Eric Rachut Eric Rachut from Virginia, USA wrote on March 26, 2020 at 8:01 am
Mon, February 27, 2012 6:30

I admire him, too.

Like Patrick Henry, and unlike most of his colleagues, he had no use for personal aggrandizement. Both
Admin Reply by: admin
from Dave:
Thanks so much for leaving a note. I agree with your statement. One day in the future, when all wounds are healed, all Virginians may come to claim General Thomas as one of the really great generals of the Civil War from their State along with General Lee and General Jackson.
Jim Storer Jim Storer from USA wrote on March 26, 2020 at 7:51 am
Sun, March 25, 2012 16:01

General Thomas was a great American & should be remembered for bravery.
Admin Reply by: admin
Thanks so much for leaving a note.
1) David 1) David from USA wrote on March 24, 2020 at 1:50 pm
Wednesday, 7. July 2010 02:31 PM
2) Wilbur Burt 2) Wilbur Burt from greensboro, north carolina wrote on March 24, 2020 at 1:45 pm
Sunday, 11. July 2010 06:51 PM

general thomas picture and story line; he was not forgotten!!
Admin Reply by: admin
Thanks for posting.
3) Bill 3) Bill from Garnet Valley, PA wrote on March 24, 2020 at 1:43 pm
Monday, 12. July 2010 09:41 AM

Do you homework! This statement is way off base. Thomas' record is distorted enough Misinformation like this on a "reputable" site is unconscionable and casts doubt on everything else posted: "His sense of loyalty to his commanding officer and the army twice made him turn down promotions when he thought it was not justified under army protocol. It also made him protest an appointment of a superior in command to someone who was less senior to him. But when the officer was made 'senior' by an act of the president, Thomas readily accepted the officer (Rosecrans) as his commander."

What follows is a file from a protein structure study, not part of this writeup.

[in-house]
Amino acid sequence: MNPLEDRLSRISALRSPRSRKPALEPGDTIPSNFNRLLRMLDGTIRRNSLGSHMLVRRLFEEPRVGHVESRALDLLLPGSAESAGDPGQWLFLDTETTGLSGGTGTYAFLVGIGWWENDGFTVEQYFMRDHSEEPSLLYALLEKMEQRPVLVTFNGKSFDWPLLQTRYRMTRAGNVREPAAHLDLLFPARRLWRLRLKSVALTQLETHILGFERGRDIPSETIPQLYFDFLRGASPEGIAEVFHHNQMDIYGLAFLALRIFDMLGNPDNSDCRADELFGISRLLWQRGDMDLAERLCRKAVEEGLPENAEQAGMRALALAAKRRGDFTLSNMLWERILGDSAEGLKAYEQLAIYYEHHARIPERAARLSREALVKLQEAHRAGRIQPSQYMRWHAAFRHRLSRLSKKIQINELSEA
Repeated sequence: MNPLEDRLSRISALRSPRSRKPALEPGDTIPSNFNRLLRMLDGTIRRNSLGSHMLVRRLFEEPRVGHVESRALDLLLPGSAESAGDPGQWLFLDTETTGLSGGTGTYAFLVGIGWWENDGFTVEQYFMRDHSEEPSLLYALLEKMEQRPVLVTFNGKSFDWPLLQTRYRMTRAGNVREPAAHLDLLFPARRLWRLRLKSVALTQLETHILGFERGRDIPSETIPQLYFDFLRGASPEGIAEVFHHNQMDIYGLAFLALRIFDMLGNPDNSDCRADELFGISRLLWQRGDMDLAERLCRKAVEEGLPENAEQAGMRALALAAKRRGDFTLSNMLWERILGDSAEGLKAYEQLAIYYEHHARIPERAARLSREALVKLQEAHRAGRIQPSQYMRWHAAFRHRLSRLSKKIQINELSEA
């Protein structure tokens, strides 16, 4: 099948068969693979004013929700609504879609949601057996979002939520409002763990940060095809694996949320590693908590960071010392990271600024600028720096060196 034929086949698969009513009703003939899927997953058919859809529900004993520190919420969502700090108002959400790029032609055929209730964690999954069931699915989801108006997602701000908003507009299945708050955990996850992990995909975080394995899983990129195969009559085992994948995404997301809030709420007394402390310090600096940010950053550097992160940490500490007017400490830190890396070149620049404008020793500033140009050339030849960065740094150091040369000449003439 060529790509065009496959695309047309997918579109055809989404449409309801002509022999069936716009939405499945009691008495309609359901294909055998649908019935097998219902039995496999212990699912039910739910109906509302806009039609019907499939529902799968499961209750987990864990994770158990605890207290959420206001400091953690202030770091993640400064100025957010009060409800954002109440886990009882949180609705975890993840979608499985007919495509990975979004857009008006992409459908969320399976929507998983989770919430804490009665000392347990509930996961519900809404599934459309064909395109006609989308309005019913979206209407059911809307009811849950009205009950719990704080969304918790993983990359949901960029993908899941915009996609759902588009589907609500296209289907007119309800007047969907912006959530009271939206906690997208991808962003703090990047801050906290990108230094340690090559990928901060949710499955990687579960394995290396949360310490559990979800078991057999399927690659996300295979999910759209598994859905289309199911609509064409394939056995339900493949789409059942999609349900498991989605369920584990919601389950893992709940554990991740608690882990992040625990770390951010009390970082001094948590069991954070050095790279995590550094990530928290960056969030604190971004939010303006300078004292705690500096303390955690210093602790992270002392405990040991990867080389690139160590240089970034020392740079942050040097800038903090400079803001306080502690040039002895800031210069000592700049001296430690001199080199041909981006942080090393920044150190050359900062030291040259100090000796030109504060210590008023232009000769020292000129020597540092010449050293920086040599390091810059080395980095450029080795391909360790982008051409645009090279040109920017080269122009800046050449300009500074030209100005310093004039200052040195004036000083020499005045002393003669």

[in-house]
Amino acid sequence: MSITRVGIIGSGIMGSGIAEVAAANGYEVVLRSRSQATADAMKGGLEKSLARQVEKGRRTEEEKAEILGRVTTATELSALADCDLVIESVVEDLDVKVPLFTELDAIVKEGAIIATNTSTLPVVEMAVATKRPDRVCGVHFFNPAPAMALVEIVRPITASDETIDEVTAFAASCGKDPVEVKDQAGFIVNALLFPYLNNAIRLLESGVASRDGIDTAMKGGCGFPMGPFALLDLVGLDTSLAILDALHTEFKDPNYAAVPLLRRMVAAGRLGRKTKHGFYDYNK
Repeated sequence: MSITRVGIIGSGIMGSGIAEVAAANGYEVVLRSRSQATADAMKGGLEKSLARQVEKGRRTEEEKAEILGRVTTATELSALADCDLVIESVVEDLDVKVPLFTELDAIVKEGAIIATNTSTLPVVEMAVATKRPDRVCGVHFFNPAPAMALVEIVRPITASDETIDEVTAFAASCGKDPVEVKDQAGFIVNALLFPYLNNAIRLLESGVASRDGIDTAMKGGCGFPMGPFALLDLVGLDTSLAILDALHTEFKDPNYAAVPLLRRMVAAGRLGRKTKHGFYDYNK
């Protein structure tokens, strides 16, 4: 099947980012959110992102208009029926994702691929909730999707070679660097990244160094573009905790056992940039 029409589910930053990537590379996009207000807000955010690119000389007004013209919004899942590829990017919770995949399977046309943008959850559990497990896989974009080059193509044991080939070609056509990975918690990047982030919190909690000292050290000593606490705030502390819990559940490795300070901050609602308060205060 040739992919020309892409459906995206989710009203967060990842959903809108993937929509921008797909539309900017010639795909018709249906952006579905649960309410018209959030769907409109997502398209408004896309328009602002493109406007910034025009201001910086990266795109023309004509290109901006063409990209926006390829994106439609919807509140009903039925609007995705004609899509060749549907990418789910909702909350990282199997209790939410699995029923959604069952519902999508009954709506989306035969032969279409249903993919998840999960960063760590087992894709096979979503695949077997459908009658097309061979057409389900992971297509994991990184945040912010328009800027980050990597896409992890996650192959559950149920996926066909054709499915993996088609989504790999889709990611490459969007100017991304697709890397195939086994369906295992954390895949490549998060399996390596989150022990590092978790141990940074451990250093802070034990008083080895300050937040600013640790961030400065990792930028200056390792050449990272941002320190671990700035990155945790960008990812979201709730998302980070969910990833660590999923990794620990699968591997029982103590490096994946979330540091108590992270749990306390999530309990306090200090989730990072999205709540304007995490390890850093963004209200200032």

Admin Reply by: admin
How would you rewrite this statement to correct it to your satisfaction?
4) Brian 4) Brian from Ripley, WV wrote on March 24, 2020 at 1:36 pm
Thursday, 22. July 2010 03:02 PM

George Thomas doesn't need to tear any other Generals down to build his own reputation up. His historical record speaks for itself. When his wife Francis Kellog Thomas, destroyed his personal records in San Francisco in 1870 shortly after his sudden death, this should tell of of us what General Thomas wanted. He wished to let history in it's own good time, pass judgement on his service. He absolutely did not agree with the claim of others that he had ever been slow. Not at Nashville, NOT ANYWHERE. Thomas took the upmost care to plan everything he could. He valued the lives of his men. They didn't call him "Pap" for nothing.
Admin Reply by: admin
Well stated. General Thomas was a patient man. But even he would find it hard to believe that the complete truth of the Civil War would not come out after 145 years...
5) Dan Lunsford 5) Dan Lunsford from United States wrote on March 24, 2020 at 1:26 pm
Tuesday, 10. August 2010 04:14 PM

Great site for a great soldier

Keep the Faith
Admin Reply by: admin
Thanks for posting.
6) Soljerblue 6) Soljerblue from Alabama, USA wrote on March 24, 2020 at 1:23 pm
Saturday, 16. October 2010 06:55 PM

Thanks, Pap.
7) h percy 7) h percy from north carolina wrote on March 24, 2020 at 1:19 pm
Saturday, 6. November 2010 03:19 PM

I read the biography and loved it. I wish credit was given where it was due. I don't look at Grant the same and already viewed Sherman as lacking in goodness and sanity.